Well, that was quick! I got a flood of emails from a lot of interested people overnight after the last post and it seems there are few resources on the web (or few that are easy to find) that provide specific details on laying out a cabin with exact measurements. I think the biggest complaint was that most designs don’t take into account realistic use and habitation. Elbow room cannot be taken for granted!
The second biggest complaint was that few, if any, are free. I can understand this since time x effort = money and most people wouldn’t want to work for free. But I do want to share everything I can here as I see a real demand for people who can’t afford to hire someone to design a cabin for them let alone spend money on building materials.
A few people offered to pay me to do a design for them. I’m not a trained architect (there’s a shock!), but I try to make the best effort when making sure the design is sound. So I can’t in good conscience charge people for something that a real professional should be doing. As mentioned in my previous post, you do need to run these by a certified architect or engineer before any construction can begin, but if you do use these as a starting point to your own design, I’d love to hear about it.
You’re doing it wrong!
A few of the emails were from people who have built cabins, worked with plans or have studied architecture. They almost universally were not happy with the way I drew the blueprints. Well, as I mentioned in the layouts post, I know nothing about blueprints! This is quite literally the first blueprint I ever drew so, of course, there will be “issues”.
Taking their suggestions into account, I redrew the layout with proper measurements this time and a few fixes here and there plus an added window at the bottom of the staircase. I know there are still some rough spots, but this is a better attempt since the first one was only a few hours of work.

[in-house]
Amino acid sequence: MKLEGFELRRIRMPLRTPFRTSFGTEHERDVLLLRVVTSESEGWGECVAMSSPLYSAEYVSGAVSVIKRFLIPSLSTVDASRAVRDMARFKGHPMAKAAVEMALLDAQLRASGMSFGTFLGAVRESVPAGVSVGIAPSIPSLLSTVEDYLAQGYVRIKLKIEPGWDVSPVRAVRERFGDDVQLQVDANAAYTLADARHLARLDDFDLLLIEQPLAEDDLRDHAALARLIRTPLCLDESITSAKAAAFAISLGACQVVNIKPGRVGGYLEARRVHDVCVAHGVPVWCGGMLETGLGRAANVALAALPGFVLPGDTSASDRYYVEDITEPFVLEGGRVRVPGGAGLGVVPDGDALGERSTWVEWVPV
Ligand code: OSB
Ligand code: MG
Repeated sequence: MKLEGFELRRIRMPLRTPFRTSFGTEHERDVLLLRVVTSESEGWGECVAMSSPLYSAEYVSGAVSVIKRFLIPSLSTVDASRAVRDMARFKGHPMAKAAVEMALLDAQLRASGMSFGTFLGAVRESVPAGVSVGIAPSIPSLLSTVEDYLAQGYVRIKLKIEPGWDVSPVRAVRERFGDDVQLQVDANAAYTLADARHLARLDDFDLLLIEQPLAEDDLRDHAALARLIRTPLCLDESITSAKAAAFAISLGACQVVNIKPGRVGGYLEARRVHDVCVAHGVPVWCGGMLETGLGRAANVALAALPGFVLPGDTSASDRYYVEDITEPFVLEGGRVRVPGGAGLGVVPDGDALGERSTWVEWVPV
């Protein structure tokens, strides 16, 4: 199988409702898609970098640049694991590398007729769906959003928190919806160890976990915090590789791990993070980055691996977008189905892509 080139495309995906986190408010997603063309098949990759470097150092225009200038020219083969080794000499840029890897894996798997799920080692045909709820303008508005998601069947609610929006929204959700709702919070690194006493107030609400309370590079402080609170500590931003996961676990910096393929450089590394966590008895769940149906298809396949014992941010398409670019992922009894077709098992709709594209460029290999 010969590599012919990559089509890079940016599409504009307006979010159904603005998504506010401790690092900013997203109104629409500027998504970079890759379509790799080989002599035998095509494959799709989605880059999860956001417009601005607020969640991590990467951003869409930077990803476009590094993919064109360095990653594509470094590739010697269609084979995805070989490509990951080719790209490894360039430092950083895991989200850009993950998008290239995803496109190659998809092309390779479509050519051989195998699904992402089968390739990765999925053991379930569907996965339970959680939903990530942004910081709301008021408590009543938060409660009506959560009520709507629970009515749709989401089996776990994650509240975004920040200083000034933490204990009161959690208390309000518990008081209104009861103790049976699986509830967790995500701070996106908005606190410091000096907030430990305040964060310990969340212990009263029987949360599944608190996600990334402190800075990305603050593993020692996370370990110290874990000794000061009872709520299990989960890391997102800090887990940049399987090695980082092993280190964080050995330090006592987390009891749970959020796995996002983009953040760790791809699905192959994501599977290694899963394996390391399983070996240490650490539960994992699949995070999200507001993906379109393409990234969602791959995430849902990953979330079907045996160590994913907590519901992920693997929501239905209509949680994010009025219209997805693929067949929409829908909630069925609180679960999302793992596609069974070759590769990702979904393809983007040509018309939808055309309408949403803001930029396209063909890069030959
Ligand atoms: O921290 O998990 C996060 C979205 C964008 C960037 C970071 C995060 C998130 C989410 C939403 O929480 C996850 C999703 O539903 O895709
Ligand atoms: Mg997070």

Apparently in my previous drawing, my walls were not as clear as they should have been and standard procedure calls for all openings to be marked from one corner to its center and then to the center of each neighboring opening. A perfectly sensible way of doing things that I didn’t know about until today.
Thanks to everyone who made the suggestions.
After going over and over this design, I think I may move things around to get more floor space and open it up more. Not sure how exactly I want to do that yet, but I see the toilet being sent to another location. We’ll see how that will work.
Update 7:40PM. Final changes
I did end up changing the bathroom by making it smaller and more space efficient. The dedicated closet space was eating up far too much room inside so I did away with that and moved the toilet and sink. I still want to make sure all major bathroom parts are accessible. Since the space under the window wasn’t being used, I moved it to just above the toilet seat. Since this will be a raised bathroom, I can still run supply and drain lines for the sink and shower without too much difficulty.
This also allowed me to move the stairs further back and away from the front door, giving more open space.
Besides creating space for an electrical panel or other such utility feature, there is now more space beneath the window at the bottom of the stairs. This is an important safety consideration since you don’t want windows too close to the floor. This also means the front door is not crowded as it was before by the stairs and if someone tall uses the bathroom, they won’t feel like ducking when they get under the stairs (even though there would still be ample room overhead, this will be a psychological barrier to feeling comfortable). Head room (real or not), like elbow room, cannot be ignored.
Coming soon: The 2nd floor…